The upside of reviewing films is that you get to spend quiet afternoons in a dark theatre instead of stuck at a desk. The downside is that every once in a while you see a film so affecting that all you want to do is talk about it but no one else has seen it yet. The Wife is one of those films.
Based on a novel of the same name by Meg Wolitzer, the wife, in this case, is Joan Castleman—played by a brilliant Glenn Close, in perhaps the most captivating role in her career. Joan is married to Joe Castleman, a much lauded novelist who has just found out he's won the Nobel Prize. When Joe receives the good news, Joan celebrates and quietly simmers at once. The undercurrent of Joan's anger plays throughout the film, and the viewer doesn't know why, exactly, she can't fully indulge in her husband's big win. He's been selected to replace Bill Clinton on the cover of TIME (this, along with ample smoking indoors, is one of the few reminders that the film is set in the early '90s). Why can't she just be happy for her man?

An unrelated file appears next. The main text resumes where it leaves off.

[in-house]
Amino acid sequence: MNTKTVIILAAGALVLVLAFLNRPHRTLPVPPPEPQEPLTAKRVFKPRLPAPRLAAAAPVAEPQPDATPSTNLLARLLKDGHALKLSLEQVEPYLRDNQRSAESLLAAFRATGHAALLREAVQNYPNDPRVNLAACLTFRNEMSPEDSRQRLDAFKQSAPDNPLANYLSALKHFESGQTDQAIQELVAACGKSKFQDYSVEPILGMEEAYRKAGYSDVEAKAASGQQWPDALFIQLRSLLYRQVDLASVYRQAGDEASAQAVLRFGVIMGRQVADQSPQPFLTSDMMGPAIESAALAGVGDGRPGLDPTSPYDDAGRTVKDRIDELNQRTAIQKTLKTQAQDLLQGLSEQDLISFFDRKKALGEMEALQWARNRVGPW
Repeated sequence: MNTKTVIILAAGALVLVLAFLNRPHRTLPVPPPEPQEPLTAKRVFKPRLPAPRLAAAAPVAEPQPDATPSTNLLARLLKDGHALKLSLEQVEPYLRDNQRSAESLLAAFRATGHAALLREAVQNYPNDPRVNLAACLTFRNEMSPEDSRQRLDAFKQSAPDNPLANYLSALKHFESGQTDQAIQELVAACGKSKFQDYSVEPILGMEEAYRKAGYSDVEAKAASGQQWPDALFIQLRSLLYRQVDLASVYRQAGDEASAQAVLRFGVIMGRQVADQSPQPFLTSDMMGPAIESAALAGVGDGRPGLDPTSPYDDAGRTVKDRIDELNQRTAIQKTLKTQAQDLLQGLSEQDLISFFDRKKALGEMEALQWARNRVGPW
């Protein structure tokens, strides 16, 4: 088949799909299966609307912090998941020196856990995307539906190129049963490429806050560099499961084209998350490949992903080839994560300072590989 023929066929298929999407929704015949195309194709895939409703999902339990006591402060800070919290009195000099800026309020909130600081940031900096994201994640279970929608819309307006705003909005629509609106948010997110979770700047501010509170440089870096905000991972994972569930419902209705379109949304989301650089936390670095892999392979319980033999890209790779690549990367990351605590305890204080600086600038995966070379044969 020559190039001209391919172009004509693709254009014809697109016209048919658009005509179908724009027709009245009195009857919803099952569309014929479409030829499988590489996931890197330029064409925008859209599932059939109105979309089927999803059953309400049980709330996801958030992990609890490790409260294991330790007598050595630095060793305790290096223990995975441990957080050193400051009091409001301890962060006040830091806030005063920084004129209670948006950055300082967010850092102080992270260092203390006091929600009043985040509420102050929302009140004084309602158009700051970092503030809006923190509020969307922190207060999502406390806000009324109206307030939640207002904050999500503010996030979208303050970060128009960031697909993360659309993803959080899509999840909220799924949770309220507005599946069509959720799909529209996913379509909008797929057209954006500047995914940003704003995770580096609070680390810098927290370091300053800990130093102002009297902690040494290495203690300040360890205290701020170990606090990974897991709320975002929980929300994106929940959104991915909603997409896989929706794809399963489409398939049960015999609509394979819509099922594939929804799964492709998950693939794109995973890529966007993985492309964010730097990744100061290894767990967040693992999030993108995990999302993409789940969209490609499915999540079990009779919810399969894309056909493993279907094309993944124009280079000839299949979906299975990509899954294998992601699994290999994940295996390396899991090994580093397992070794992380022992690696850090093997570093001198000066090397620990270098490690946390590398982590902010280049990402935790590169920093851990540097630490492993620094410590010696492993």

The clues come slowly. Like many literary lions of a certain age, Joe, who was Joan's (married) writing instructor at Smith when they met, has long been unfaithful. But is that the root of Joan's rage? We get a hint on the plane to Sweden when the couple is approached by Nathaniel Bone (Christian Slater), an ambitious biographer who has decided on Joe as the subject of his next book. Joe has no interest in Bone's project and dismisses his attempts to connect, but Joan urges her husband to be kind to the younger man. "There’s nothing more dangerous," she tells Joe, "than a writer whose feelings have been hurt.”
These words foreshadow the big reveal, which I won't ruin for you here. The film, however, is more than just a dark, suspenseful drama. The couple's path from the early days—when Joan, a talented writer on her own, had no chance at a career—to the Nobel ceremony tracks American history and the progress women both have and have not made in the workplace. It may seem incredible to younger viewers that women in the 1950s could hope to be secretaries, nannies, or nurses and not much else, but The Wife reminds us that the past isn't so distant and, what's more, should never be forgotten.
The Wife sticks with you. Watch it with a friend—or, even better, your spouse—so you'll have someone with whom to discuss this Oscar-worthy work of art.